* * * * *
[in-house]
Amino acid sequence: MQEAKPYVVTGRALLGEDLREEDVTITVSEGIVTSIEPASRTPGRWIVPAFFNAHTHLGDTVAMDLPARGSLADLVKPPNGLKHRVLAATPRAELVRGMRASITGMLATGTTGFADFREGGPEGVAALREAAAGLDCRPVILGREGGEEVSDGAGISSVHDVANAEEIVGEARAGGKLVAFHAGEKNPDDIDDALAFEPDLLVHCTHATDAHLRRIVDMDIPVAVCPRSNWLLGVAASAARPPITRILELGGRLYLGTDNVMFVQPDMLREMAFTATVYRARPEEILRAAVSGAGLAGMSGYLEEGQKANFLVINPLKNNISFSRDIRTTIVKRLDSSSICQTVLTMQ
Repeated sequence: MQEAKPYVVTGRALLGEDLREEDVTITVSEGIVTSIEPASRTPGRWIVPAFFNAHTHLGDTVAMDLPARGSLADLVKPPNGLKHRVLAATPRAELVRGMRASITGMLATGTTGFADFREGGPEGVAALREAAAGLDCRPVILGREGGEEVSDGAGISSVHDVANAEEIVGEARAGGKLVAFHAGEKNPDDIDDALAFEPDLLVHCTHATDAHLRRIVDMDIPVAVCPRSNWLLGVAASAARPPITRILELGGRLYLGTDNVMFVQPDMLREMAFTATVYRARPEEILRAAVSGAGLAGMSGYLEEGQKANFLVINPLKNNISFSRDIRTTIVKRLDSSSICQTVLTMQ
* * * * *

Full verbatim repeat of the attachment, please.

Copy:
[in-house]
Amino acid sequence: MQEAKPYVVTGRALLGEDLREEDVTITVSEGIVTSIEPASRTPGRWIVPAFFNAHTHLGDTVAMDLPARGSLADLVKPPNGLKHRVLAATPRAELVRGMRASITGMLATGTTGFADFREGGPEGVAALREAAAGLDCRPVILGREGGEEVSDGAGISSVHDVANAEEIVGEARAGGKLVAFHAGEKNPDDIDDALAFEPDLLVHCTHATDAHLRRIVDMDIPVAVCPRSNWLLGVAASAARPPITRILELGGRLYLGTDNVMFVQPDMLREMAFTATVYRARPEEILRAAVSGAGLAGMSGYLEEGQKANFLVINPLKNNISFSRDIRTTIVKRLDSSSICQTVLTMQ
Repeated sequence: MQEAKPYVVTGRALLGEDLREEDVTITVSEGIVTSIEPASRTPGRWIVPAFFNAHTHLGDTVAMDLPARGSLADLVKPPNGLKHRVLAATPRAELVRGMRASITGMLATGTTGFADFREGGPEGVAALREAAAGLDCRPVILGREGGEEVSDGAGISSVHDVANAEEIVGEARAGGKLVAFHAGEKNPDDIDDALAFEPDLLVHCTHATDAHLRRIVDMDIPVAVCPRSNWLLGVAASAARPPITRILELGGRLYLGTDNVMFVQPDMLREMAFTATVYRARPEEILRAAVSGAGLAGMSGYLEEGQKANFLVINPLKNNISFSRDIRTTIVKRLDSSSICQTVLTMQ